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Regina Bailey

Crocs and Gators Have an Acute Sense of Touch

By November 10, 2012

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Image Credit: Steve Hillebrand / U.S. Fish and Wildlife Service

Scientists have discovered that crocodiles and alligators have extremely sensitive touch sensors on their skin that are more sensitive to vibrations than human fingertips. This is surprising considering that the bodies of these reptiles are covered with hard protective scales. The sensors are called integumentary sensor organs or ISOs and appear as dark spots. A nerve bundle known as the trigeminal ganglia connects these spots to the animal's brain.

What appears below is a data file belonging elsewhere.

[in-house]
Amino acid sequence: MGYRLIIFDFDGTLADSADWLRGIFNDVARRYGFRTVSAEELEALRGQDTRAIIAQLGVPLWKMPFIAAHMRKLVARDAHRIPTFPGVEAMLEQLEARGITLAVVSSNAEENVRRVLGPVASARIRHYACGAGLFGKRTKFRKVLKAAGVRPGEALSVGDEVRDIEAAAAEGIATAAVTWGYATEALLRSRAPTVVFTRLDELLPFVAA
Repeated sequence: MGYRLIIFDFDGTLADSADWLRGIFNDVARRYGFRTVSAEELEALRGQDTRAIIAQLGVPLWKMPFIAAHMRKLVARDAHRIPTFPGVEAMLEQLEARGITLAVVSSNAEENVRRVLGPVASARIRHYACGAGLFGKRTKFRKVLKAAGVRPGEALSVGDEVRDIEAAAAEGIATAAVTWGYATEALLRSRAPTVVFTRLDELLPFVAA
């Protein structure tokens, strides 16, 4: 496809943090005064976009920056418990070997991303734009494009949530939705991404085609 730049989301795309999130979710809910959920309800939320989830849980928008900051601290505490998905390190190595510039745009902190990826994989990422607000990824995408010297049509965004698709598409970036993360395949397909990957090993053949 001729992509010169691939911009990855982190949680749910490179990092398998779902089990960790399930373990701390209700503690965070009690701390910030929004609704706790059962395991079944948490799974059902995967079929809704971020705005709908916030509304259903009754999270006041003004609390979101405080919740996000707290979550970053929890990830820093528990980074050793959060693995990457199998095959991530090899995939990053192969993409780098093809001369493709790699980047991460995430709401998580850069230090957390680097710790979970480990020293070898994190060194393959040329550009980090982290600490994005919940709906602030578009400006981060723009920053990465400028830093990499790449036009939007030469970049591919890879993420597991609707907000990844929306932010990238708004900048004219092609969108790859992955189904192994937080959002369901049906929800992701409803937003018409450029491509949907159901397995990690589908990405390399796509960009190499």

According to researcher Duncan Leitch, "We didn't expect these spots to be so sensitive because the animals are so heavily armored." The most sensitive ISOs were found near the mouth and teeth of the reptiles. This level of sensitivity around the mouth allows them to identify the prey that they catch. It also provides the sensitivity needed for female crocodiles and alligators to delicately pick up their eggs and young hatchlings with their mouths.

Learn more about this study, see:


November 26, 2012 at 9:14 am
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